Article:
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My experience with Processing

I have seen and dabbled with Processing a couple times over the past few years, but it wasn’t until I was in a computational art program that I spent real time with it. Over the past few months I tried to write a new “sketch”, a program in Processing terms, every day to play with a different aspect of graphical programming like shaders, color modes, 2D motion, arduino integration, kinect interactivity, image pixel manipulation, and more.

I have to say overall I love what Processing has done and so I’ve collected my thoughts and experiences of using it over the past few months. I’ll go over technical issues, user experience, and my hopes for Processing. To help understand my point of view, I will give a little history of myself. I’ve essentially programmed a little bit of everything, dozens of web apps, machine learning pipelines, sales and marketing tools,devops and system admin, backend systems,deep learning models, and now graphical programming. I also study programming languages: clojure, common lisp, ruby, python, bash,javascript, php, C, erlang, haskell, java, prolog, smalltalk; the weirder the language, the more interest in it I have.


In terms of the name Processing, it is a terrible name for searching online. Processing is such a generic term and is used for every type of computation and so it is extremely rare when I search for Processing with any other phrase, that I get what I want in the first try. Many other languages like ruby or python have this same problem,but I would say nowhere as severe as Processing. With p5js, things get a lot easier search wise. Tip, if you can’t find info in google, switch out Processing for p5js.

freezing editor

The editor completely freezes on me several times a week. If I type something wrong,access variables that don’t exist, cause the memory to shoot up, or other mistakes, often times Processing will completely die or freeze and I have to force quit it. On top of that, sometimes I have forgotten to save my code and I end up loosing some of my work. This sucks, I wish the editor was not tied to the sketch running. This ends up with me wasting a lot of time. I usually end up coding with 2 terminal windows, one for vi and the other for running my sketch and it runs flawlessly and faster.

So I wrote lots of sketches to display at a showcase. I wanted to have each sketch run for a few minutes, then go on to display the next one, essentially running in “gallery mode”. So I googled for it, coudln’t find anything, it doesn’t exist. So then I went to ask a few Processing experts, they all said, “yes, this is common, its very easy to do, all you do is modify all your code to fit into one master sketch and just write a little code to switch between sketches” Are you kidding me? I have to change all my code around to present my sketches? I ended up writing a simple command couple line script so you can place all your Processing sketches into a directory and the script will rotate between them every X seconds. Gotta love the power of unix! Since each sketch is reloaded with a fresh java process, there can be a noticeable delay of 2-3 seconds between sketches depending on the speed of your computer. You might want to use a background image on your desktop to convey to the user to wait a monement.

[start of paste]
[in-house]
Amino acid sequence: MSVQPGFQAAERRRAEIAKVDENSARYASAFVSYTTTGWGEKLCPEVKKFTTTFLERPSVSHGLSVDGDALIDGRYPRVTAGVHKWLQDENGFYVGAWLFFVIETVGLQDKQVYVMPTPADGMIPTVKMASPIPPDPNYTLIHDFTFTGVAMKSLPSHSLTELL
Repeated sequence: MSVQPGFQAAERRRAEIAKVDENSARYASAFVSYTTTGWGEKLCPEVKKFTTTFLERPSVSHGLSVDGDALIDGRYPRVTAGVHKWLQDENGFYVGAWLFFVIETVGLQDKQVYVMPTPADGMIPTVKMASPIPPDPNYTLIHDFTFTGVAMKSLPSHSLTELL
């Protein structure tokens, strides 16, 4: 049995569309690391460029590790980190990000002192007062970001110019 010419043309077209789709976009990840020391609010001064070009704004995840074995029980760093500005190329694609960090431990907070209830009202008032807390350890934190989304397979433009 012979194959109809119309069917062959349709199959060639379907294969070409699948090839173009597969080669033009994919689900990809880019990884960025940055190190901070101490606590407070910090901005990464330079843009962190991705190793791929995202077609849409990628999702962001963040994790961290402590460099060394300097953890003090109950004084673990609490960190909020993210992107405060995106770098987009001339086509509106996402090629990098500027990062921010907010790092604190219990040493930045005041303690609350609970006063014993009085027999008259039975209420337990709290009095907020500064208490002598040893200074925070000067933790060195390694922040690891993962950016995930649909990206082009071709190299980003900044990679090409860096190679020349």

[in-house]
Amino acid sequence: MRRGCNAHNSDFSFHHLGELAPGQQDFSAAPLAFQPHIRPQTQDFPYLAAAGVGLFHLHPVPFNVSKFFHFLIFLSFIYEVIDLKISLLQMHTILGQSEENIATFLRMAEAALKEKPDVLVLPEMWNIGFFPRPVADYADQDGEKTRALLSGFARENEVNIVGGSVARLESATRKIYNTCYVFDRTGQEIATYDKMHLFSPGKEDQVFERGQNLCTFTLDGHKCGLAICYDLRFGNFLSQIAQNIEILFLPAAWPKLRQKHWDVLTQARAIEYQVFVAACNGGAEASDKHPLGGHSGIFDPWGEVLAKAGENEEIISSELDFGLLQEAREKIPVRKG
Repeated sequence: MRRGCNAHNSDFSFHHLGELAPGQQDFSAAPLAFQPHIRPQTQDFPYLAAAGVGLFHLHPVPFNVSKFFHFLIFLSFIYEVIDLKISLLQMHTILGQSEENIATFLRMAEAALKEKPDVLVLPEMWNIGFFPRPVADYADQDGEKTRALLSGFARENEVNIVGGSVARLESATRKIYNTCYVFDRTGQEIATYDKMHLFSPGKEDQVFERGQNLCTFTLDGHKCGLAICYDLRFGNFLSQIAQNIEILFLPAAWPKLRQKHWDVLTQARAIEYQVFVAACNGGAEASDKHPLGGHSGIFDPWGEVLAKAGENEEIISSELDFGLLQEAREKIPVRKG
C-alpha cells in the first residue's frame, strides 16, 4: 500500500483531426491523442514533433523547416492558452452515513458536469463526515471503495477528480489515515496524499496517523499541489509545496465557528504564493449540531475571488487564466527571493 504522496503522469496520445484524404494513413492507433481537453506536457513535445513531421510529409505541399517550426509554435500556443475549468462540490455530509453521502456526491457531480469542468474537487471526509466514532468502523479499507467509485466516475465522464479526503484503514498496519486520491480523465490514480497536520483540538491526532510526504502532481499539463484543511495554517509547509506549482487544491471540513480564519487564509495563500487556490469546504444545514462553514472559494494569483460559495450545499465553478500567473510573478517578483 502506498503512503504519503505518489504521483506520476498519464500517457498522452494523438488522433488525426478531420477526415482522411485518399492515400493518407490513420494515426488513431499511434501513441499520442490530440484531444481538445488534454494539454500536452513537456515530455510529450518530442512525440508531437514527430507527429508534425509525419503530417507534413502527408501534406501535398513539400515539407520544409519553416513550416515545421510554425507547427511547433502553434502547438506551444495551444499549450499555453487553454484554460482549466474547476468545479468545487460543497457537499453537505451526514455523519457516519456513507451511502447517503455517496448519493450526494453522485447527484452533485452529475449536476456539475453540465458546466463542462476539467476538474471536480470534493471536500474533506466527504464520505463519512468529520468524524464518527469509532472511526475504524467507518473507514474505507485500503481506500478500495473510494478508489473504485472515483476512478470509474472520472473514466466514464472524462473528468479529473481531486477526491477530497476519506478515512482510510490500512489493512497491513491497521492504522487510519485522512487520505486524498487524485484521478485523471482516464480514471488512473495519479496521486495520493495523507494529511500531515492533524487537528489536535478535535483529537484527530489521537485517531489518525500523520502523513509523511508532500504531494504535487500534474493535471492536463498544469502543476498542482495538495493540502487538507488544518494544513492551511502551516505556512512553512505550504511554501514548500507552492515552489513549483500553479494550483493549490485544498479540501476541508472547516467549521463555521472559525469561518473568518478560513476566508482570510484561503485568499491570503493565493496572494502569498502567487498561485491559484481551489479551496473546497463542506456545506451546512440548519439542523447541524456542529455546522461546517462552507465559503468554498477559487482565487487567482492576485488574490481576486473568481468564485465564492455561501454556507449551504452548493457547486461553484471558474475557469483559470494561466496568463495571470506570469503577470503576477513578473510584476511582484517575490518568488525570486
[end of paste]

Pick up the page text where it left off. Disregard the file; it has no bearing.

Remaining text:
poetic computation

I think most coders try to write things as succinct and efficiently as possible. With Processing, I saw myself taking this to another level and that is because when writing Processing code, you are essentially writing applied mathematics. As a web programmer or backend programmer, you just don’t spend as much time using math. And so as I wrote my Processing code, I found myself trying to rewrite it to be more elegant and more mathematically pleasing. I find myself trying to remove as many if statements as possible. Often times this leads to more efficient code. Processing has rekindled my love for mathematics.

computer science and math education

In school I studied mathematics and computer science and since then I have always been interested in figuring out how to get more people interested in learning to program. I’m a firm believer that programming can solve everything :) I think Processing could be a wonderful tool for teaching computer science. Processing definitely has problems as a teaching language, but I think its better than most of the stuff out there. Imagine teaching students to use fundamental computer science and math algorithms by writing them in Processing and then for homework having students tweak various aspects of the algorithm and show the results visually.

I don’t know if it exists, but I would love to see someone come up with a full computer science curriculum using Processing as the main language.

on java